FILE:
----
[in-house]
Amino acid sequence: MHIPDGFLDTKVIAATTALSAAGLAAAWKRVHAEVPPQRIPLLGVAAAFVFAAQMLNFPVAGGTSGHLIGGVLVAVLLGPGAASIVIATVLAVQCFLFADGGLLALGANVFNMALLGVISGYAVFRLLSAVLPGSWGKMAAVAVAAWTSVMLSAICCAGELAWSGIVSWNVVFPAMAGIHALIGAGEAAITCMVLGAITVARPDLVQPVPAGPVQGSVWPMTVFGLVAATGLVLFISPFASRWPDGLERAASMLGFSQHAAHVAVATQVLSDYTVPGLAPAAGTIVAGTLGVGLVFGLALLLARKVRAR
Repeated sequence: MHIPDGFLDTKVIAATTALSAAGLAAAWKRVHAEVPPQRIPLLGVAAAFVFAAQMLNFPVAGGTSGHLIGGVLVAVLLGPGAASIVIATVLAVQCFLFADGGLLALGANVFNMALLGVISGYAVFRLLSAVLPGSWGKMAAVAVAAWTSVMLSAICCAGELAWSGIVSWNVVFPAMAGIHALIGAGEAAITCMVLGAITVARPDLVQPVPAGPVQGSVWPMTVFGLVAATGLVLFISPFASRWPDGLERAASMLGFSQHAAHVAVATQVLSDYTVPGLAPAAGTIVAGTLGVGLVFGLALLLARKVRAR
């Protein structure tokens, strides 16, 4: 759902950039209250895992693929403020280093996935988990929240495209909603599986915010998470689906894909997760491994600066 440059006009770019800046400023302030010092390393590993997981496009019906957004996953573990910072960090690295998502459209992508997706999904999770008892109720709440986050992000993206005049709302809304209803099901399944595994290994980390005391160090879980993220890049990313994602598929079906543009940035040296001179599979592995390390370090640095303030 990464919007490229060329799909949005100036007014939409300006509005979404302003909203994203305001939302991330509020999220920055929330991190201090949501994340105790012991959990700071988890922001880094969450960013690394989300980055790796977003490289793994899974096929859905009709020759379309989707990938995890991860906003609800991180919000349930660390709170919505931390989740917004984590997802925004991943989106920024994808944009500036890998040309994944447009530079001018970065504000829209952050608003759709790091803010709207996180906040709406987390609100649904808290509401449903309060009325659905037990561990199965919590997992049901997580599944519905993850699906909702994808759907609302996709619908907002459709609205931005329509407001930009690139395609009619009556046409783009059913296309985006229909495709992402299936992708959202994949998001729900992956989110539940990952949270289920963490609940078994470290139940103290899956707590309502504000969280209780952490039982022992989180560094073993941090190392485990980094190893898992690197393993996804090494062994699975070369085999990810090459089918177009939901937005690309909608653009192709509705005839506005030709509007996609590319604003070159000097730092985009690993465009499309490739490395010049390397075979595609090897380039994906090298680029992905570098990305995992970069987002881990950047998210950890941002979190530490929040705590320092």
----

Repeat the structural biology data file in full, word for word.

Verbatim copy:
[in-house]
Amino acid sequence: MHIPDGFLDTKVIAATTALSAAGLAAAWKRVHAEVPPQRIPLLGVAAAFVFAAQMLNFPVAGGTSGHLIGGVLVAVLLGPGAASIVIATVLAVQCFLFADGGLLALGANVFNMALLGVISGYAVFRLLSAVLPGSWGKMAAVAVAAWTSVMLSAICCAGELAWSGIVSWNVVFPAMAGIHALIGAGEAAITCMVLGAITVARPDLVQPVPAGPVQGSVWPMTVFGLVAATGLVLFISPFASRWPDGLERAASMLGFSQHAAHVAVATQVLSDYTVPGLAPAAGTIVAGTLGVGLVFGLALLLARKVRAR
Repeated sequence: MHIPDGFLDTKVIAATTALSAAGLAAAWKRVHAEVPPQRIPLLGVAAAFVFAAQMLNFPVAGGTSGHLIGGVLVAVLLGPGAASIVIATVLAVQCFLFADGGLLALGANVFNMALLGVISGYAVFRLLSAVLPGSWGKMAAVAVAAWTSVMLSAICCAGELAWSGIVSWNVVFPAMAGIHALIGAGEAAITCMVLGAITVARPDLVQPVPAGPVQGSVWPMTVFGLVAATGLVLFISPFASRWPDGLERAASMLGFSQHAAHVAVATQVLSDYTVPGLAPAAGTIVAGTLGVGLVFGLALLLARKVRAR
């Protein structure tokens, strides 16, 4: 759902950039209250895992693929403020280093996935988990929240495209909603599986915010998470689906894909997760491994600066 440059006009770019800046400023302030010092390393590993997981496009019906957004996953573990910072960090690295998502459209992508997706999904999770008892109720709440986050992000993206005049709302809304209803099901399944595994290994980390005391160090879980993220890049990313994602598929079906543009940035040296001179599979592995390390370090640095303030 990464919007490229060329799909949005100036007014939409300006509005979404302003909203994203305001939302991330509020999220920055929330991190201090949501994340105790012991959990700071988890922001880094969450960013690394989300980055790796977003490289793994899974096929859905009709020759379309989707990938995890991860906003609800991180919000349930660390709170919505931390989740917004984590997802925004991943989106920024994808944009500036890998040309994944447009530079001018970065504000829209952050608003759709790091803010709207996180906040709406987390609100649904808290509401449903309060009325659905037990561990199965919590997992049901997580599944519905993850699906909702994808759907609302996709619908907002459709609205931005329509407001930009690139395609009619009556046409783009059913296309985006229909495709992402299936992708959202994949998001729900992956989110539940990952949270289920963490609940078994470290139940103290899956707590309502504000969280209780952490039982022992989180560094073993941090190392485990980094190893898992690197393993996804090494062994699975070369085999990810090459089918177009939901937005690309909608653009192709509705005839506005030709509007996609590319604003070159000097730092985009690993465009499309490739490395010049390397075979595609090897380039994906090298680029992905570098990305995992970069987002881990950047998210950890941002979190530490929040705590320092």